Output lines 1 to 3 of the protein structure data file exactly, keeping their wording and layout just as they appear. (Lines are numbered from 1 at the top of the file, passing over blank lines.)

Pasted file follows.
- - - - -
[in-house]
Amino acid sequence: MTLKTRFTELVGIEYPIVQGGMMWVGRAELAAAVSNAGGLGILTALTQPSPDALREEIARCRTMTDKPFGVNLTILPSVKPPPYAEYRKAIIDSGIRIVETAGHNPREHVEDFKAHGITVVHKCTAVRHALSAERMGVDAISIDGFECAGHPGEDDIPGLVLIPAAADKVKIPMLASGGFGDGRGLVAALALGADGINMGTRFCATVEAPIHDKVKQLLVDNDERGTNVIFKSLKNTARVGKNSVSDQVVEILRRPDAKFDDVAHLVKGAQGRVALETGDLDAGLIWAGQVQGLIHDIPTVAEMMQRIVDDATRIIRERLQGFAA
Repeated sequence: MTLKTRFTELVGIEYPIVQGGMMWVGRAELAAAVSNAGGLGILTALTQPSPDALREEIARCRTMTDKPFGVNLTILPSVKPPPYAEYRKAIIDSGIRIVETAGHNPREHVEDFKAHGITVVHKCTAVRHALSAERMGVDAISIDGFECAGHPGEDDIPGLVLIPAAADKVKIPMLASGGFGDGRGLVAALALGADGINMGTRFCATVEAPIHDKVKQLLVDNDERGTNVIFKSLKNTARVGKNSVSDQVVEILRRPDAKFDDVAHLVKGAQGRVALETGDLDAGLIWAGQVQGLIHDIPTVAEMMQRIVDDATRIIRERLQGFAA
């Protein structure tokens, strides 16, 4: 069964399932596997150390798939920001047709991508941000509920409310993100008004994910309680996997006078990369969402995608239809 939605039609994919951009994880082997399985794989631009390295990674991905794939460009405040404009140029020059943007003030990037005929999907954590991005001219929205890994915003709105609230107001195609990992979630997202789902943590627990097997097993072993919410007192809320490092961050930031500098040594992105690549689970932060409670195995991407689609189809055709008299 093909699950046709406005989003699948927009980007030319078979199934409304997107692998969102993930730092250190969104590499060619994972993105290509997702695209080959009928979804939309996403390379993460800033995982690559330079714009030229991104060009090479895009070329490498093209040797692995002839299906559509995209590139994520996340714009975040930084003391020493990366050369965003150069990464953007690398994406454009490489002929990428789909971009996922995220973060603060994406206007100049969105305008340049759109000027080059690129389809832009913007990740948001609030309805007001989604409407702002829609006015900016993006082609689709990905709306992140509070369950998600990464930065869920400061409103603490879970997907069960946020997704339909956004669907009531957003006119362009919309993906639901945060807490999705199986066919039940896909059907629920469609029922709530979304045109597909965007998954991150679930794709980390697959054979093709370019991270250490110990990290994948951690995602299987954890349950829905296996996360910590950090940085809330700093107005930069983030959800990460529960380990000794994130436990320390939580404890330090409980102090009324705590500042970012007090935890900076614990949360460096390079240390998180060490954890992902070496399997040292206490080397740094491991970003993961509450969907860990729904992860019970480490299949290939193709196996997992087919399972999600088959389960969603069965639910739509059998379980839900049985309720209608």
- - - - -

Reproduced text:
[in-house]
Amino acid sequence: MTLKTRFTELVGIEYPIVQGGMMWVGRAELAAAVSNAGGLGILTALTQPSPDALREEIARCRTMTDKPFGVNLTILPSVKPPPYAEYRKAIIDSGIRIVETAGHNPREHVEDFKAHGITVVHKCTAVRHALSAERMGVDAISIDGFECAGHPGEDDIPGLVLIPAAADKVKIPMLASGGFGDGRGLVAALALGADGINMGTRFCATVEAPIHDKVKQLLVDNDERGTNVIFKSLKNTARVGKNSVSDQVVEILRRPDAKFDDVAHLVKGAQGRVALETGDLDAGLIWAGQVQGLIHDIPTVAEMMQRIVDDATRIIRERLQGFAA
Repeated sequence: MTLKTRFTELVGIEYPIVQGGMMWVGRAELAAAVSNAGGLGILTALTQPSPDALREEIARCRTMTDKPFGVNLTILPSVKPPPYAEYRKAIIDSGIRIVETAGHNPREHVEDFKAHGITVVHKCTAVRHALSAERMGVDAISIDGFECAGHPGEDDIPGLVLIPAAADKVKIPMLASGGFGDGRGLVAALALGADGINMGTRFCATVEAPIHDKVKQLLVDNDERGTNVIFKSLKNTARVGKNSVSDQVVEILRRPDAKFDDVAHLVKGAQGRVALETGDLDAGLIWAGQVQGLIHDIPTVAEMMQRIVDDATRIIRERLQGFAA